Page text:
A Sugar Substitute
Today, stevia is part of the sugar substitute market. High-purity steviol glycosides, an extract of the stevia plant, is considered generally safe for use in food. Europeans added more sugar to their diet every year since the 1970s until 2000. When Europeans dropped the added sugar, they turned to sugar-like extracts. The sugar substitute market was estimated to be worth $13.26 billion in 2015, according an analysis by Markets and Markets research firm. The firm projected that the market would reach $16.5 billion by
2020. Just 18 percent of EU. adults used low- or no-calorie sweeteners in 2000. Now, 24 percent of adults and 12 percent of children use the sugar substitutes.
Does STEVIA work?
Stevia has no calories, and it is 200 times sweeter than sugar in the same concentration. Other studies suggest stevia might have extra health benefits.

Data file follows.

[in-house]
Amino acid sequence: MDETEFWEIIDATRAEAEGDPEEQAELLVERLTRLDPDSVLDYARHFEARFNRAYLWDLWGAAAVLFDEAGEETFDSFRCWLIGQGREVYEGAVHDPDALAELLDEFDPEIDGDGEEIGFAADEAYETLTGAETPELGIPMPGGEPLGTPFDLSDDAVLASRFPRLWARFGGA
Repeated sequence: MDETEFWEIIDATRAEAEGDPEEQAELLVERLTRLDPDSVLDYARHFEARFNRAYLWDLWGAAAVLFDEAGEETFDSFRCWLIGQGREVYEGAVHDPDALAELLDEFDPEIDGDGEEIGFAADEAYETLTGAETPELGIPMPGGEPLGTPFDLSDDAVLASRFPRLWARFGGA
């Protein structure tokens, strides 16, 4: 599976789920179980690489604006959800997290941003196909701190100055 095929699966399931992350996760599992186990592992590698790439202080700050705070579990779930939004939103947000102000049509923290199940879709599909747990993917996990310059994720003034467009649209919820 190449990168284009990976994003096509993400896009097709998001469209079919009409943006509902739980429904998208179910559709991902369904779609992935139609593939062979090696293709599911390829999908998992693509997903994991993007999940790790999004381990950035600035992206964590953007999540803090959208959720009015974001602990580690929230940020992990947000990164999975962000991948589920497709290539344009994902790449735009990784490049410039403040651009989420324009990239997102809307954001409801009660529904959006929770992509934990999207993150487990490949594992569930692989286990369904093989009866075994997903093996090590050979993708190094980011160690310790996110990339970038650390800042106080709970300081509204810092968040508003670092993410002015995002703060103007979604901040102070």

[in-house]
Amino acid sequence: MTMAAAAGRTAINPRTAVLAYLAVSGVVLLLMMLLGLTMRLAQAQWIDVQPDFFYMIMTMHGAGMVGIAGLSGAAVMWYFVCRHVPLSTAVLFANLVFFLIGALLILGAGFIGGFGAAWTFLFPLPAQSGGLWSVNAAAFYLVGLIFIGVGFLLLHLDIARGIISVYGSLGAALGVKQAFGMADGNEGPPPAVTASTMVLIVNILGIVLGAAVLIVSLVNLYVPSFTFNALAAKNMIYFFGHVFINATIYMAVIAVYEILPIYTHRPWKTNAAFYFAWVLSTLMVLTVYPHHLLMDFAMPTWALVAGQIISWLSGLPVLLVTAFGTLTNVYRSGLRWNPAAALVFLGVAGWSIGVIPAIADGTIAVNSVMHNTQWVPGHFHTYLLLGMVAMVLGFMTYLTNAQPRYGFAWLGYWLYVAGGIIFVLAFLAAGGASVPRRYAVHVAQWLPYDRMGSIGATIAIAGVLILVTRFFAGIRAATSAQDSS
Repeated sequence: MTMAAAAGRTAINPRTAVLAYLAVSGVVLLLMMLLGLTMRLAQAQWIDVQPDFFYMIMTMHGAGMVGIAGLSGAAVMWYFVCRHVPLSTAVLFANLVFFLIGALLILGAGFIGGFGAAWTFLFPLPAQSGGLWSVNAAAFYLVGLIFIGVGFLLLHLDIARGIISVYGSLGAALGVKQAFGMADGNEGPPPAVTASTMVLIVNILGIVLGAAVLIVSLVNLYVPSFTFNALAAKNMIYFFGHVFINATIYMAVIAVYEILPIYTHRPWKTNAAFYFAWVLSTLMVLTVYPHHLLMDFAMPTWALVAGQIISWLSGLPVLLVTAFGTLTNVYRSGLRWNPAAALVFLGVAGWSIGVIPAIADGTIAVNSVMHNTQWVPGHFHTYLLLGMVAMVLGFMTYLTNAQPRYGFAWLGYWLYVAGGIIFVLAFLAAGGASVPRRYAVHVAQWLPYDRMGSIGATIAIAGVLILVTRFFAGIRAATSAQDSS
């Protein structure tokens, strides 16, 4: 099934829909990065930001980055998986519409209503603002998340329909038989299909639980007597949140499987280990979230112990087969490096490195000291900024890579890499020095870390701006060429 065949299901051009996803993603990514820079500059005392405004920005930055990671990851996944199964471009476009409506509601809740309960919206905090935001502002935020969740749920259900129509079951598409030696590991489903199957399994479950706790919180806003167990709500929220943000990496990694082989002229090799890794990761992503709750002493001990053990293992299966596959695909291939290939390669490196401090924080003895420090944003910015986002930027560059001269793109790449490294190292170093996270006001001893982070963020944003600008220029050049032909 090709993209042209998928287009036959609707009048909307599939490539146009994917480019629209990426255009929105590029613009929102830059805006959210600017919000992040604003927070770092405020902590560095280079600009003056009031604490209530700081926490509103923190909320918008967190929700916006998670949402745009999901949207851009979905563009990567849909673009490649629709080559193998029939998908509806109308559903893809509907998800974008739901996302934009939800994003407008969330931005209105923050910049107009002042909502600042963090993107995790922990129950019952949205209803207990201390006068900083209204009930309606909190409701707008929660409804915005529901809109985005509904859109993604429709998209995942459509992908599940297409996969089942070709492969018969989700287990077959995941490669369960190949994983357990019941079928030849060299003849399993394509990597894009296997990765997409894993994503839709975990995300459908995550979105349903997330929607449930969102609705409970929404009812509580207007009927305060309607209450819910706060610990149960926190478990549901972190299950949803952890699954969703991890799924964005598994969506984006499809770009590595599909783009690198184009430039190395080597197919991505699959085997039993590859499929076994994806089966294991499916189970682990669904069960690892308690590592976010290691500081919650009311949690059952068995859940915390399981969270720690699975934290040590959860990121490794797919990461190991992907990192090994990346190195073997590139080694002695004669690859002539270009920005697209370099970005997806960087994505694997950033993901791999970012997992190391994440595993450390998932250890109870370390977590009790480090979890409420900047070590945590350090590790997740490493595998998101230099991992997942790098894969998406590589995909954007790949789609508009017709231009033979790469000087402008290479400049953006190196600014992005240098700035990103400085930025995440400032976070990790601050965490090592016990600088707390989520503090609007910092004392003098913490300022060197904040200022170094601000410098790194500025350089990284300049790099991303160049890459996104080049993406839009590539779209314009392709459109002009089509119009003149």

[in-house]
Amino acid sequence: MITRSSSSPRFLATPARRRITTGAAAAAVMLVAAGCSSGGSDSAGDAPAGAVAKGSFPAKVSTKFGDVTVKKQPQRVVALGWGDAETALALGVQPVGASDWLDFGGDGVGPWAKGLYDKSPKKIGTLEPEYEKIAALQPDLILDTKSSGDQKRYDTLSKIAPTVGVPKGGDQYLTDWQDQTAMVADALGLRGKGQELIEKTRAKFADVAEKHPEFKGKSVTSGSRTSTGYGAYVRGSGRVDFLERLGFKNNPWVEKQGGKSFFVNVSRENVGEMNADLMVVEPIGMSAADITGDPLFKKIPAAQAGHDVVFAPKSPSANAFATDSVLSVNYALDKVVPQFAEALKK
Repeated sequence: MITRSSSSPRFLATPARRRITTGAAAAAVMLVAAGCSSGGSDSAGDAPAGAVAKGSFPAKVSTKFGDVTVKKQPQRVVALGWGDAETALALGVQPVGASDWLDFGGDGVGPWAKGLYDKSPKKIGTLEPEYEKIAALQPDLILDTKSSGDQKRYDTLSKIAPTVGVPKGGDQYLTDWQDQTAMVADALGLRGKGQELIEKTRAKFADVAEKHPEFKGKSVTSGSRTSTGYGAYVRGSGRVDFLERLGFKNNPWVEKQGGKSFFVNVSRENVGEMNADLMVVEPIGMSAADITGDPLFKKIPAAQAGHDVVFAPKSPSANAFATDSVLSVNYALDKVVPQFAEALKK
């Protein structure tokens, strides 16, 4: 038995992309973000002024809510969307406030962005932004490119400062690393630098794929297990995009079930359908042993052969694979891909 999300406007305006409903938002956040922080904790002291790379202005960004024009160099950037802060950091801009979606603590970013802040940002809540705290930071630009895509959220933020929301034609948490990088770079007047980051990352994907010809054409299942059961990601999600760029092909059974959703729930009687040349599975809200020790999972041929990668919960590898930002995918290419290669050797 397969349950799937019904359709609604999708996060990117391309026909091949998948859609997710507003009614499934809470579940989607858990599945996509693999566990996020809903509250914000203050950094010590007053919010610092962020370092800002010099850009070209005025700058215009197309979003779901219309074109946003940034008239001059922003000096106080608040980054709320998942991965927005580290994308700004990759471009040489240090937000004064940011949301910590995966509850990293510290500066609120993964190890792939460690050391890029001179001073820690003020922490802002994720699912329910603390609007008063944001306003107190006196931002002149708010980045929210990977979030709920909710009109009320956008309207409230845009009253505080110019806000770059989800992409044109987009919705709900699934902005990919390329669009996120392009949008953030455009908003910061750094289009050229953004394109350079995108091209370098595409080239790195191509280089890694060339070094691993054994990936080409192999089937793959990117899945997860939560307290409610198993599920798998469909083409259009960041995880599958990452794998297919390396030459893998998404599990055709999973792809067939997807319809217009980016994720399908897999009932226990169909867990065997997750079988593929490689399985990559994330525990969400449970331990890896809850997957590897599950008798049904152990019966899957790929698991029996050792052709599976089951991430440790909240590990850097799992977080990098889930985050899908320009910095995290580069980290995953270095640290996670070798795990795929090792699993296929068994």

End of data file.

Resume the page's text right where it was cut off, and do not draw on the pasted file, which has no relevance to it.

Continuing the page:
According to a 2017 article in the Journal of Medicinal Food, stevia has potential for treating endocrine diseases, such as obesity, diabetes and hypertension, but that more research is needed. Other studies also suggest stevia could benefit people with Type 2 diabetes, but Catherine Ulbricht.
The study found people did not overeat after consuming a meal made with stevia instead of sugar. Their blood sugar was lower after a meal made with stevia than after eating a meal with sugar, and eating food with stevia resulted in lower insulin levels than eating either sucrose and aspartame.